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By Steven TRASK | AFP

Canberra, Australia – Australia touted plans to become a “renewable energy superpower” in an annual budget Tuesday, but the government’s books also laid bare the depth of the economy’s dependence on mining and fossil fuels.

Treasurer Jim Chalmers said the country was on track to bank a budget surplus of US$6 billion (Aus$9 billion) this year, a windfall propped-up in part by surging prices for iron ore and coal.

While heavily-polluting commodities were projected to fuel Australia’s economy for years to come, Chalmers said the mining giant could no longer ignore the clamour for clean energy.

“We know the global energy transformation represents a golden opportunity for Australia,” Chalmers said in his budget speech.

“If we hang back, the chance for a new generation of jobs and prosperity will pass us by. This budget invests in our renewable energy superpower ambitions.”

At the centre of the budget was the fledgling “Made in Australia” program, which aims to catalyse homegrown clean energy and advanced manufacturing industries.

Modelled on the Inflation Reduction Act in the United States, it will pour US$15 billion into solar panel manufacturing, low-carbon fuels, tax breaks for critical minerals, and other priority areas.

Dream to reality?

Blessed with abundant sunshine, windswept coastlines, and teeming deposits of rare metals and minerals, Australia’s potential as a renewables superpower has been talked up for years.

But these dreams have invariably come to nothing as policy makers grapple with the country’s long reliance on iron ore, thermal coal, and natural gas — which remain among its most lucrative exports.

Iron ore alone accounted for 18 percent of Australia’s exports last year, according to budget papers.

“But those massive economic windfalls from mining and coal will soon start to drop off as economies decarbonise,” energy analyst Tim Buckley told AFP.

“With this plan in the works, and if we make the right choices, that renewables dream could become a reality within the next decade.”

Buckley said the push for local manufacturing could also limit Australia’s exposure to external economic shocks.

“We can accept that China has cornered the market in an area like solar panels, and resolve to just buy from them forever,” he said.

“Or we can build some domestic capacity as a kind of energy security policy.”

Many climate activists already question whether Australia is capable of phasing out fossil fuels, or is simply paying lip service to the idea.

Just last week the Australian government made clear its intent to continue relying on natural gas — a fossil fuel — as a key source of energy over the next 30 years.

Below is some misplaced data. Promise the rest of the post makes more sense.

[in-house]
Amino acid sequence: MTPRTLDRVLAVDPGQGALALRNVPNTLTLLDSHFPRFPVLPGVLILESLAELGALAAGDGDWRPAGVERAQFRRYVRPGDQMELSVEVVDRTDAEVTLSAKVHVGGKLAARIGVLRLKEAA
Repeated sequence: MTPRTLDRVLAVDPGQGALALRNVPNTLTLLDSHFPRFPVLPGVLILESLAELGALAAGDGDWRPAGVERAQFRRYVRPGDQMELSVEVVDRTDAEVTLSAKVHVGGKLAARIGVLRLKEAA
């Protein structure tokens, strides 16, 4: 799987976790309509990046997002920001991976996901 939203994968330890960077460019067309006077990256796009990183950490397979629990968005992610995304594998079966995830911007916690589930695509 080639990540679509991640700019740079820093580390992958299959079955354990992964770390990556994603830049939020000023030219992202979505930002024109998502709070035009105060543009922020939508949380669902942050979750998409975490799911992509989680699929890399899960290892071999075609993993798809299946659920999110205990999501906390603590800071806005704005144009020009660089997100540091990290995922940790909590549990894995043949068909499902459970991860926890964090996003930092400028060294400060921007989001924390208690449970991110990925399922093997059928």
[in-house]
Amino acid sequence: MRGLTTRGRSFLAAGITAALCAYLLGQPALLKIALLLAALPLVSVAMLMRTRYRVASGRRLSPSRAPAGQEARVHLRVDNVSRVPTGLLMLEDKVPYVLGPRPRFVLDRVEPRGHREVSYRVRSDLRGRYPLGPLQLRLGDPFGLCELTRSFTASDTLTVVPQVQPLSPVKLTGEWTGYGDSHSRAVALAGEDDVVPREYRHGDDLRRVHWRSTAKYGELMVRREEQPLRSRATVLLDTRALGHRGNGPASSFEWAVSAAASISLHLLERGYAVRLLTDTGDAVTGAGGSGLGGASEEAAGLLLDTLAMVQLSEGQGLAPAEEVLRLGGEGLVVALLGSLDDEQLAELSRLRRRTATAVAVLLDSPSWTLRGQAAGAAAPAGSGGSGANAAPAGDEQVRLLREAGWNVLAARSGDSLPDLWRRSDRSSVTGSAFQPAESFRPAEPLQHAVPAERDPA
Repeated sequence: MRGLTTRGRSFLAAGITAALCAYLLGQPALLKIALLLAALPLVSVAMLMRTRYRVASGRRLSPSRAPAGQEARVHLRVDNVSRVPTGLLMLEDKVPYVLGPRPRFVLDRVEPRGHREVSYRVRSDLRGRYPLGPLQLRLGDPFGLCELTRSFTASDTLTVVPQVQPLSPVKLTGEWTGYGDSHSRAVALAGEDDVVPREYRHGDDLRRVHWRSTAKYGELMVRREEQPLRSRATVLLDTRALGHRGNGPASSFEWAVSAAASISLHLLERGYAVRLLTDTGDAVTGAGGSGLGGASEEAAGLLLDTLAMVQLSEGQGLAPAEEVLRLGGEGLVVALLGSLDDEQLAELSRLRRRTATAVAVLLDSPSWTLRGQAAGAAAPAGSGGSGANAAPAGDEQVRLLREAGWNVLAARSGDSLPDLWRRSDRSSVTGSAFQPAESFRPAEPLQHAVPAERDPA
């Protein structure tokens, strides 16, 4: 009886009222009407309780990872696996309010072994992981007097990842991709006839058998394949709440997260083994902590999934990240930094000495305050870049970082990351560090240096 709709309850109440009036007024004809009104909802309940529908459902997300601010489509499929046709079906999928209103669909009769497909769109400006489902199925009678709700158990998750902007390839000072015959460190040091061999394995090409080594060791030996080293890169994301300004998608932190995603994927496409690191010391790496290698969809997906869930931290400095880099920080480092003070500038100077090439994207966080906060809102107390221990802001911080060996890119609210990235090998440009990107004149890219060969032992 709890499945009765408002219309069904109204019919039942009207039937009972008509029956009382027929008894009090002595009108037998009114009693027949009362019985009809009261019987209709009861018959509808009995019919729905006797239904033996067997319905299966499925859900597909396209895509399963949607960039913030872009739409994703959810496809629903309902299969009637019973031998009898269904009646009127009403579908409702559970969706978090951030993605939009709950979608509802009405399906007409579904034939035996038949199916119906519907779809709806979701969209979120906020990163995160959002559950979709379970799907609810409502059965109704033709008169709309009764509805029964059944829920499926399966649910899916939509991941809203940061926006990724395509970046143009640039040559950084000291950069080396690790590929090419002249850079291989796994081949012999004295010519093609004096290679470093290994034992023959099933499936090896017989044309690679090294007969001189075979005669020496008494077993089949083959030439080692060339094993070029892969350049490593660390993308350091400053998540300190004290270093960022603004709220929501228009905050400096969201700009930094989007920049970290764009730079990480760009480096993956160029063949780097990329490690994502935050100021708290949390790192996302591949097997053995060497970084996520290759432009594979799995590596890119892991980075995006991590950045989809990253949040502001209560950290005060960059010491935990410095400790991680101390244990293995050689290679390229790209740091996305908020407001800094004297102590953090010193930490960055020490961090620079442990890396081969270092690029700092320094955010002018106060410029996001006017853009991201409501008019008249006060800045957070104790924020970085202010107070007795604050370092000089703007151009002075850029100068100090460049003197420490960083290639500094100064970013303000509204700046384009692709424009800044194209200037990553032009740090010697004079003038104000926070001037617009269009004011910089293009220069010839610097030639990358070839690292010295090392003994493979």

Military overhaul

Australia will spend big as it embarks on its biggest military overhaul in a generation, a raft of investments largely designed to keep a rising China at bay.

First and foremost is a 30-year plan for Australia to manufacture its own nuclear-powered submarines, part of the tripartite AUKUS pact between Washington, London and Canberra.

Early trickles of AUKUS funding, outlined in the budget, will help Australia recruit and train the 20,000-strong workforce needed to build a nuclear industry from scratch.

Meanwhile, the army will be re-tooled with an arsenal of missiles and long-range strike weapons, while six Hunter class frigates and three Hobart class destroyers will bolster an ageing naval fleet.

Australia has also earmarked major upgrades to key military bases on its northern coast, the first line of defence if flashpoints in the Taiwan Strait or South China Sea one day spiral out of control.

This military muscle will be complemented by a renewed diplomatic push into the South Pacific, where China has long been eager to build its influence.

Australia will fund land reclamation projects in climate-threatened countries, sink undersea cables to connect isolated islands, and help finance a raft of other infrastructure projects.

While Chalmers hailed Australia’s first back-to-back budget surplus in almost two decades, a deficit of US$19 billion (Aus$28.3 billion) looms in the government’s accounts next year.

Budget documents did however paint a rosier-than-expected picture for inflation, which could return to the government’s target range sooner than expected later this year.

sft/arb/mca

© Agence France-Presse

(Featured image credit: Allexxandar – Freepik.com)

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